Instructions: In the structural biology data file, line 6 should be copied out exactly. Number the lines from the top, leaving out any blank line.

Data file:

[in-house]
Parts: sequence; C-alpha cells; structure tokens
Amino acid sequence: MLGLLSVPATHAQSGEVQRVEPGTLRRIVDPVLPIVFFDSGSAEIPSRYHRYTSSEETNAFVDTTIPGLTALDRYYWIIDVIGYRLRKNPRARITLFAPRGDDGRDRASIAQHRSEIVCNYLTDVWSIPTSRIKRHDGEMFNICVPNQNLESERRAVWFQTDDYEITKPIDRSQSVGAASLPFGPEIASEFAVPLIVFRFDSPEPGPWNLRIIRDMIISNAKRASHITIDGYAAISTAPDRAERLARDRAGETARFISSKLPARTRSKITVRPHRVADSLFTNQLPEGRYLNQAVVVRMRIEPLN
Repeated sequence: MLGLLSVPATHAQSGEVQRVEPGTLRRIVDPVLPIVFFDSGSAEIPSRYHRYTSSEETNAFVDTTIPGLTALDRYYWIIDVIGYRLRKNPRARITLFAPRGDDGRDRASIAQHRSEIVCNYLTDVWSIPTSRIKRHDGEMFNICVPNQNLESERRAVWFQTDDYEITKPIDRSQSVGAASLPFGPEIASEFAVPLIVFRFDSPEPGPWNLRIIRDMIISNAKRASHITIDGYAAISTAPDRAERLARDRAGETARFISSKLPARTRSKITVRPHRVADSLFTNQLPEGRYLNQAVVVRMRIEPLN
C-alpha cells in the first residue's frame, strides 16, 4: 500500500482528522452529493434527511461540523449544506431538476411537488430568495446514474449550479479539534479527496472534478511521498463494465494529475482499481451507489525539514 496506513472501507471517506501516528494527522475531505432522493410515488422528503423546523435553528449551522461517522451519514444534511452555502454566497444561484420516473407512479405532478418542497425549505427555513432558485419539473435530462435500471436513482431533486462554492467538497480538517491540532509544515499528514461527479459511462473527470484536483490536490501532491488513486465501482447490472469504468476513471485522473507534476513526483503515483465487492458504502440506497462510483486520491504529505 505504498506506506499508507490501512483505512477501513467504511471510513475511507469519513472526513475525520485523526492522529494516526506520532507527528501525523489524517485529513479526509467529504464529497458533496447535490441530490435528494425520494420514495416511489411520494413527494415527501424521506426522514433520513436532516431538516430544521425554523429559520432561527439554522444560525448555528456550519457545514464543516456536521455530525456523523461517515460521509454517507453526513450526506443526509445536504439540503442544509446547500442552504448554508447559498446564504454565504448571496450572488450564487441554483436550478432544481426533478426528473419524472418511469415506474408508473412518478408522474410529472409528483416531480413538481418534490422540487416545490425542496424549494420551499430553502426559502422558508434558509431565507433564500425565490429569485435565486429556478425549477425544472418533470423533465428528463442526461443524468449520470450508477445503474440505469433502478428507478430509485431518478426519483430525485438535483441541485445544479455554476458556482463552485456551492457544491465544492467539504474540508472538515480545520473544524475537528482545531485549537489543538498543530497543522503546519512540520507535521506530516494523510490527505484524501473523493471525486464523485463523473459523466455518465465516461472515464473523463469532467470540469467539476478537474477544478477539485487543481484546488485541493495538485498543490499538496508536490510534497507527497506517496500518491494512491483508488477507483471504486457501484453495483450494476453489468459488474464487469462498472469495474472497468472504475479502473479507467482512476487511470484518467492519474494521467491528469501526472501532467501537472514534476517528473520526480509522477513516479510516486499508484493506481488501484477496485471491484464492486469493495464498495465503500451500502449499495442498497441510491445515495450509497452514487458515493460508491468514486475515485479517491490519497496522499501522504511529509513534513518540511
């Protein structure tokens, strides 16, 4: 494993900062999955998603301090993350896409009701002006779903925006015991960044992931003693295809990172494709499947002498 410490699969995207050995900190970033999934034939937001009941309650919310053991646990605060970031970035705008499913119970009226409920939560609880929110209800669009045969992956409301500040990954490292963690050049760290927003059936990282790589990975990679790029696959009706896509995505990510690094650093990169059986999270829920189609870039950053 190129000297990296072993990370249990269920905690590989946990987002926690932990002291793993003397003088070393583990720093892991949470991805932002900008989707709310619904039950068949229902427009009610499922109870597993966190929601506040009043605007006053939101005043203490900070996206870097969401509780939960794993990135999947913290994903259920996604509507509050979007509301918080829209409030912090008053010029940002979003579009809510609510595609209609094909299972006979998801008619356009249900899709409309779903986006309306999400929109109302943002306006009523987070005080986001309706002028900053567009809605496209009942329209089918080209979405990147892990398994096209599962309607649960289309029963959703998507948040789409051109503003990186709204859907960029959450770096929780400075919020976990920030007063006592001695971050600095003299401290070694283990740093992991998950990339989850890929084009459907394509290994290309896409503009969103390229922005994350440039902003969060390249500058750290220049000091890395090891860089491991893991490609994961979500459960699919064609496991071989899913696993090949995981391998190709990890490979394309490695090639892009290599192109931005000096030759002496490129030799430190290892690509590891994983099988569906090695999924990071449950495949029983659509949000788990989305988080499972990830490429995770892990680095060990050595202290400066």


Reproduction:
């Protein structure tokens, strides 16, 4: 494993900062999955998603301090993350896409009701002006779903925006015991960044992931003693295809990172494709499947002498 410490699969995207050995900190970033999934034939937001009941309650919310053991646990605060970031970035705008499913119970009226409920939560609880929110209800669009045969992956409301500040990954490292963690050049760290927003059936990282790589990975990679790029696959009706896509995505990510690094650093990169059986999270829920189609870039950053 190129000297990296072993990370249990269920905690590989946990987002926690932990002291793993003397003088070393583990720093892991949470991805932002900008989707709310619904039950068949229902427009009610499922109870597993966190929601506040009043605007006053939101005043203490900070996206870097969401509780939960794993990135999947913290994903259920996604509507509050979007509301918080829209409030912090008053010029940002979003579009809510609510595609209609094909299972006979998801008619356009249900899709409309779903986006309306999400929109109302943002306006009523987070005080986001309706002028900053567009809605496209009942329209089918080209979405990147892990398994096209599962309607649960289309029963959703998507948040789409051109503003990186709204859907960029959450770096929780400075919020976990920030007063006592001695971050600095003299401290070694283990740093992991998950990339989850890929084009459907394509290994290309896409503009969103390229922005994350440039902003969060390249500058750290220049000091890395090891860089491991893991490609994961979500459960699919064609496991071989899913696993090949995981391998190709990890490979394309490695090639892009290599192109931005000096030759002496490129030799430190290892690509590891994983099988569906090695999924990071449950495949029983659509949000788990989305988080499972990830490429995770892990680095060990050595202290400066």